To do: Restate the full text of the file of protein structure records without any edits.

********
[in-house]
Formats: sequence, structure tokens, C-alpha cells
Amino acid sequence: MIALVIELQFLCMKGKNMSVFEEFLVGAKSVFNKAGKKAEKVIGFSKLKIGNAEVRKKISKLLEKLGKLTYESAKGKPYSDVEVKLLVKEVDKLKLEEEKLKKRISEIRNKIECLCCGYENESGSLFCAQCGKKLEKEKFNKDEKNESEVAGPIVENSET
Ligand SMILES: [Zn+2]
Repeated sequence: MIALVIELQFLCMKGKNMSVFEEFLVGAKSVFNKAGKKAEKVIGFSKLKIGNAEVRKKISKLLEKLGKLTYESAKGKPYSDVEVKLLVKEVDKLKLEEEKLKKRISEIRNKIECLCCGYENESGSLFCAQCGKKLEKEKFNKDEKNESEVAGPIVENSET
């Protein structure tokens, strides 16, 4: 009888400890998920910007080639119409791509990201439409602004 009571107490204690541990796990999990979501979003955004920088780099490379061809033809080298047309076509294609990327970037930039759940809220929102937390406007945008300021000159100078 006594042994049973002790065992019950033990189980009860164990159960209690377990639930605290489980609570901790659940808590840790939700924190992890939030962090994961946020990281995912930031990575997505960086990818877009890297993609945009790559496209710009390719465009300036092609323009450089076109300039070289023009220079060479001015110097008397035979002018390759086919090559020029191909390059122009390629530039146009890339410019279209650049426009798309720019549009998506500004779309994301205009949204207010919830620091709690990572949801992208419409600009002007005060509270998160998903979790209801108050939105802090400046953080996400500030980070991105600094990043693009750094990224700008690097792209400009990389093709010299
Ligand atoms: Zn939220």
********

[in-house]
Formats: sequence, structure tokens, C-alpha cells
Amino acid sequence: MIALVIELQFLCMKGKNMSVFEEFLVGAKSVFNKAGKKAEKVIGFSKLKIGNAEVRKKISKLLEKLGKLTYESAKGKPYSDVEVKLLVKEVDKLKLEEEKLKKRISEIRNKIECLCCGYENESGSLFCAQCGKKLEKEKFNKDEKNESEVAGPIVENSET
Ligand SMILES: [Zn+2]
Repeated sequence: MIALVIELQFLCMKGKNMSVFEEFLVGAKSVFNKAGKKAEKVIGFSKLKIGNAEVRKKISKLLEKLGKLTYESAKGKPYSDVEVKLLVKEVDKLKLEEEKLKKRISEIRNKIECLCCGYENESGSLFCAQCGKKLEKEKFNKDEKNESEVAGPIVENSET
């Protein structure tokens, strides 16, 4: 009888400890998920910007080639119409791509990201439409602004 009571107490204690541990796990999990979501979003955004920088780099490379061809033809080298047309076509294609990327970037930039759940809220929102937390406007945008300021000159100078 006594042994049973002790065992019950033990189980009860164990159960209690377990639930605290489980609570901790659940808590840790939700924190992890939030962090994961946020990281995912930031990575997505960086990818877009890297993609945009790559496209710009390719465009300036092609323009450089076109300039070289023009220079060479001015110097008397035979002018390759086919090559020029191909390059122009390629530039146009890339410019279209650049426009798309720019549009998506500004779309994301205009949204207010919830620091709690990572949801992208419409600009002007005060509270998160998903979790209801108050939105802090400046953080996400500030980070991105600094990043693009750094990224700008690097792209400009990389093709010299
Ligand atoms: Zn939220």